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Friday, January 27, 2017

Will New 4th Circuit Court Ruling Allow Virginia CHP Holders to be Harassed in States Like Maryland?

Earlier this week, the 4th Circuit Court of Appeals issued a ruling in an en banc opinion, in U.S. v. Robinson that after a lawful traffic stop, police may frisk a person suspected of having a firearm, regardless of whether that person has a concealed carry permit. VSSA Life Member and Second Amendment attorney and scholar Steve Halbrook told NRATV on Wednesday that the overly broad decision effectively means that armed is dangerous.

In states like Maryland and New Jersey, as well as the District of Columbia, it is not uncommon for someone stopped for a routine traffic violation to be harassed by the police once they learn the individual is a concealed handgun permit holder.  Currently, the Virginia State Police inform out-of-state law enforcement inquiring during a traffic stop if an individual has a CHP. This ruling could make the practice of harassment by anti-gun law enforcement even more frequent.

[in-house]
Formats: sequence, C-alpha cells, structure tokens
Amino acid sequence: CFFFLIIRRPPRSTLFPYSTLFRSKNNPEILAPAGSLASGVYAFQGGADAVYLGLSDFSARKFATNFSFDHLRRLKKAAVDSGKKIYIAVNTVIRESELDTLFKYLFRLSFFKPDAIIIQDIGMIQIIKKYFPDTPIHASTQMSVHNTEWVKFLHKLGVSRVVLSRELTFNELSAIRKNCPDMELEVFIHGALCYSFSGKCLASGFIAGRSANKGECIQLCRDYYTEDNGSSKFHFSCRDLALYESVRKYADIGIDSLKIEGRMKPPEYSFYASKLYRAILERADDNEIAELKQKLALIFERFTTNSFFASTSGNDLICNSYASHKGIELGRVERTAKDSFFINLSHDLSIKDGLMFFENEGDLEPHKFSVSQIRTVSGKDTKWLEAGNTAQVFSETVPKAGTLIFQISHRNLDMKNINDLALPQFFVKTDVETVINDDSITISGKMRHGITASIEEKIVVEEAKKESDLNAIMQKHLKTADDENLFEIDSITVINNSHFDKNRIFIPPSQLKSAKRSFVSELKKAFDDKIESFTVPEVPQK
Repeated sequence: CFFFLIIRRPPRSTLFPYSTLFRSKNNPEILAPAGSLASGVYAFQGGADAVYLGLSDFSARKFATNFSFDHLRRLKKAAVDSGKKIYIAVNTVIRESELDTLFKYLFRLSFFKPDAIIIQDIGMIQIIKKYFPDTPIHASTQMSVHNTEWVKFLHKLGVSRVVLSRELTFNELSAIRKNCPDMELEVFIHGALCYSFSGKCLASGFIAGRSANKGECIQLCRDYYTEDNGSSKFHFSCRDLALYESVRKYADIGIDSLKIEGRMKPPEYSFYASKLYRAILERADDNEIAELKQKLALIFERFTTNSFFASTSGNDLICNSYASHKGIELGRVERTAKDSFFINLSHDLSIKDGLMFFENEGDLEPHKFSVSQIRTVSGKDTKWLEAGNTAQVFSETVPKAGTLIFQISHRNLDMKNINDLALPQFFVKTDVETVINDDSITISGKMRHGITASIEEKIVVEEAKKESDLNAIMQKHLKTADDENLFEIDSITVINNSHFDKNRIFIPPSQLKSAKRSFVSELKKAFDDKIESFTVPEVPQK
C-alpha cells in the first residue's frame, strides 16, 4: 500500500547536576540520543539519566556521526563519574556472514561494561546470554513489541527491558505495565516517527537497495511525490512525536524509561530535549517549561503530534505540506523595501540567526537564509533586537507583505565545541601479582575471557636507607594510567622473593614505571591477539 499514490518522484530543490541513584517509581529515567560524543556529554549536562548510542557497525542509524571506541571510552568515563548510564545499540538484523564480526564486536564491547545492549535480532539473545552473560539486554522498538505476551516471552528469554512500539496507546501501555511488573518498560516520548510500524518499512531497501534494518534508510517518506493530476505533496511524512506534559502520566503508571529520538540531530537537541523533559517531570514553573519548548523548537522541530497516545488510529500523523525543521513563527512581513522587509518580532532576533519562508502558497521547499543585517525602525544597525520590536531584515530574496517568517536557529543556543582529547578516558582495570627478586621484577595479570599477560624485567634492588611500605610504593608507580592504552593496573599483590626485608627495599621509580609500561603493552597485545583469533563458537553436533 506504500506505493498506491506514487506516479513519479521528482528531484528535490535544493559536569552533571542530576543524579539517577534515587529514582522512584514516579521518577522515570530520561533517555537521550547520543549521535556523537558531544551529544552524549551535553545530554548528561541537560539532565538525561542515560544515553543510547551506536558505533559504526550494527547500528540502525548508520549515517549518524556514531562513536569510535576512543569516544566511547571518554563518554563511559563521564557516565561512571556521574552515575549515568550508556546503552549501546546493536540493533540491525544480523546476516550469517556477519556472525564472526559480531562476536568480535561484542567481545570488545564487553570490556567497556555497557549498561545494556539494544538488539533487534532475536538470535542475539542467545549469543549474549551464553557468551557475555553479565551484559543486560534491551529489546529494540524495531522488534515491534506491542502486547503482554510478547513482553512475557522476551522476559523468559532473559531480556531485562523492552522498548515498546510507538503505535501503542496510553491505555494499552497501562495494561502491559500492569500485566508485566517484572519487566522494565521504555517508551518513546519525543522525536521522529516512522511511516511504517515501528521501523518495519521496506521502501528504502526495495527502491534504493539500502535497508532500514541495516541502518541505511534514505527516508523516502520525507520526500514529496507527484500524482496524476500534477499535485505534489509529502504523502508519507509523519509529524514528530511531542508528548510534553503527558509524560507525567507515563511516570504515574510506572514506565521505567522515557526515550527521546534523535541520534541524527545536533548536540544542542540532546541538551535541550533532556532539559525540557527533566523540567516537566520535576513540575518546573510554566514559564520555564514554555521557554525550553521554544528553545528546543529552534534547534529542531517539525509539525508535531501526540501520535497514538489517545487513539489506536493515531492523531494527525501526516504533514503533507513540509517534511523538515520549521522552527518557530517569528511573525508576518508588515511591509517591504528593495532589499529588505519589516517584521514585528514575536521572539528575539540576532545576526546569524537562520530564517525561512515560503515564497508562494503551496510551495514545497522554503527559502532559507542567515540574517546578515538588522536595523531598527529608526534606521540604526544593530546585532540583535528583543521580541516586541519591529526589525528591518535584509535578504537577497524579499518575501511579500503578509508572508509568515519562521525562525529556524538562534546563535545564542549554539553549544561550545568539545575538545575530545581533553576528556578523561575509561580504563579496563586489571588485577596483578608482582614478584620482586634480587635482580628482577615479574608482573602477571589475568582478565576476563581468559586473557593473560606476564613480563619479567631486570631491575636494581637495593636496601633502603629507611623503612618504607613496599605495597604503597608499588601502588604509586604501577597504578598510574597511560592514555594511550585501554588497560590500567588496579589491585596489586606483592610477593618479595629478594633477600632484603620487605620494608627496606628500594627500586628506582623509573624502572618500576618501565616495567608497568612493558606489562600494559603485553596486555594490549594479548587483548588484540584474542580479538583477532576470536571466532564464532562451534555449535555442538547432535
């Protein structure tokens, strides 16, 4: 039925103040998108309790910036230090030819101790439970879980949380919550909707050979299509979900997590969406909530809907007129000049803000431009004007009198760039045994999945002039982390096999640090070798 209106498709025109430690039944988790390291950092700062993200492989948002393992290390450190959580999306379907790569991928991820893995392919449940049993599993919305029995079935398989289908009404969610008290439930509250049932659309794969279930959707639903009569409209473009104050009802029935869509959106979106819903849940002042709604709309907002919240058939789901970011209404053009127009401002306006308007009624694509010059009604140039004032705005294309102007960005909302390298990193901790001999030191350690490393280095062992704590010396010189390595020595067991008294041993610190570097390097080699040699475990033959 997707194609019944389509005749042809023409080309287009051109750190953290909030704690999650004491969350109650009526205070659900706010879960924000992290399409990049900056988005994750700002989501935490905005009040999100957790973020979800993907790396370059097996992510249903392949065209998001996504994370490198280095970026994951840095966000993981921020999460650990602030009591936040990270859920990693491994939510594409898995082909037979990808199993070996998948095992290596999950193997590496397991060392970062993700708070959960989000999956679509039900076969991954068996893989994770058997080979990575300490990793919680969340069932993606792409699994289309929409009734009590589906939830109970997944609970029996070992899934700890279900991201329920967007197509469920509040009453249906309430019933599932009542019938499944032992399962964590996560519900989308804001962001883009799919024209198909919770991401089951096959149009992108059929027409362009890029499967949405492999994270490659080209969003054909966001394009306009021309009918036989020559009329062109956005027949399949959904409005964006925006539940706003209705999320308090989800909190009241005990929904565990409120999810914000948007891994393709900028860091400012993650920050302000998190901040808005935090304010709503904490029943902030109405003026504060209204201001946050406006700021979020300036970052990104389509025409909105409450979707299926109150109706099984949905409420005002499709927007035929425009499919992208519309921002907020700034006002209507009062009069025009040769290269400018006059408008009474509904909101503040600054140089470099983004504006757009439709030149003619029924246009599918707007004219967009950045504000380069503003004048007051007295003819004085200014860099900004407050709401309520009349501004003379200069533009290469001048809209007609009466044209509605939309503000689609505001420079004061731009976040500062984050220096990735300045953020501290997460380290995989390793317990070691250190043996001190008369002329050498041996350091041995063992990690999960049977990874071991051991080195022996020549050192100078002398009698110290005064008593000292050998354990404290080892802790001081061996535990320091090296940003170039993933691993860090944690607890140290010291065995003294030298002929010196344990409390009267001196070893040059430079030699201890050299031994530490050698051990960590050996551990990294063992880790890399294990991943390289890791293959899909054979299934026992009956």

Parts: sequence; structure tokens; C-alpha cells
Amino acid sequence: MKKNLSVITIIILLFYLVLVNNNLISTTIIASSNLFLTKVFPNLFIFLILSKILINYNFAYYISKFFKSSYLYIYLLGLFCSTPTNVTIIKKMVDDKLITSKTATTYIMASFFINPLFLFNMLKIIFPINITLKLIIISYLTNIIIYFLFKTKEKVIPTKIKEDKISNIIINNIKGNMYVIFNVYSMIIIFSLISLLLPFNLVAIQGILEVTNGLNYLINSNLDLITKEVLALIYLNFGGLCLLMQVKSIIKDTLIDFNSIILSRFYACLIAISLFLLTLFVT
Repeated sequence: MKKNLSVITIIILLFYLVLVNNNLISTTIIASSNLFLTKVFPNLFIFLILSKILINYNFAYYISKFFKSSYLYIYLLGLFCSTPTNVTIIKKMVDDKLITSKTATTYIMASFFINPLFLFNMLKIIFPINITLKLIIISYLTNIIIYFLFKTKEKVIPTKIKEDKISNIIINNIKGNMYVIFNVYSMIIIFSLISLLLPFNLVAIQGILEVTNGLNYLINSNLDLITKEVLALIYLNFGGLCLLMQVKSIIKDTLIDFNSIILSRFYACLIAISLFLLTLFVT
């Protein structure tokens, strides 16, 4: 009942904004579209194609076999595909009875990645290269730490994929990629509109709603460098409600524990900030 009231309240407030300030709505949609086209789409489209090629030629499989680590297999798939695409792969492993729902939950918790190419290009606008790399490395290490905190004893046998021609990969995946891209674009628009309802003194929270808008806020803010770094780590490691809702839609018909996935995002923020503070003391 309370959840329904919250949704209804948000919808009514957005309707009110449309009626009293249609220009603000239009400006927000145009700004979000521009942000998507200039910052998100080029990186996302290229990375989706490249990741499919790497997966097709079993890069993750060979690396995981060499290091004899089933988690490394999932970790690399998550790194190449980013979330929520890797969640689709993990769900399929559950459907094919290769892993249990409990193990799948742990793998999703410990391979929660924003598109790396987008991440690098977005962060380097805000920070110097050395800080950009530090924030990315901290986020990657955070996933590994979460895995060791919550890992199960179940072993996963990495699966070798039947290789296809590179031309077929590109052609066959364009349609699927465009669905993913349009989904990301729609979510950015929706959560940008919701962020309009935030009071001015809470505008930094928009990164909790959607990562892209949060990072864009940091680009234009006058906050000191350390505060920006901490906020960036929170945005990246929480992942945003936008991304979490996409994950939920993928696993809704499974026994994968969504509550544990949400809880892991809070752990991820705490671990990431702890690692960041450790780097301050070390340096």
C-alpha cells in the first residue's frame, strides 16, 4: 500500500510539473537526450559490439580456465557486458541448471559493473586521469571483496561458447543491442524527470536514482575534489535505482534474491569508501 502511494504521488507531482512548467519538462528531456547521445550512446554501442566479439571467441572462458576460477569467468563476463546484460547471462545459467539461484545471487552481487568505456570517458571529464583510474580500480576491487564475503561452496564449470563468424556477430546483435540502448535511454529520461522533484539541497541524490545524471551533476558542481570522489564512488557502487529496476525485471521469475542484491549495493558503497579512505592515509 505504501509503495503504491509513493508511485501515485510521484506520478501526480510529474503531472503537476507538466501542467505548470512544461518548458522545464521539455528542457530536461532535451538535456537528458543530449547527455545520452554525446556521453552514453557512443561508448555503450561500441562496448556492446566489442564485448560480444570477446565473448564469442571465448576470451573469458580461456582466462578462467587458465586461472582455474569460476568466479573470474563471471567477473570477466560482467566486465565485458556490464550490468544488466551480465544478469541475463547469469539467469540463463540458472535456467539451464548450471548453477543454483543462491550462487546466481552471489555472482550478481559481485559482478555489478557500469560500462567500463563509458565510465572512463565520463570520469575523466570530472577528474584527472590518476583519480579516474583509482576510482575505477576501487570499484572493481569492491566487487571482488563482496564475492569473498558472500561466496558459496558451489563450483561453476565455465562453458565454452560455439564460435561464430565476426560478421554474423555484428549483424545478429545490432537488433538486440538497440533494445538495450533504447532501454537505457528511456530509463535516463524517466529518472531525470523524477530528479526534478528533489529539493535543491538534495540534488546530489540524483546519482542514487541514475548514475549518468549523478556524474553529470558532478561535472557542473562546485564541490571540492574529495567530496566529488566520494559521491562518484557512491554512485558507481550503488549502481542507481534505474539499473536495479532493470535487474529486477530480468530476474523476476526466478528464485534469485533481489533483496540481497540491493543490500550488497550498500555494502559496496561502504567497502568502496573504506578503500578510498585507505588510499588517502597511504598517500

There is an opportunity to keep this from occurring however. There is currently a bill in the General Assembly that would prohibit the Virginia State Police from sharing information on concealed handgun permit holders with states that do not have CHP reciprocity with Virginia.  A similar bill passed in the General Assembly last year but Governor Terry McAuliffe vetoed the legislation.  VSSA will alert members if the bill passes the full legislature this year so you can contact the Governor and urge him to sign the bill.

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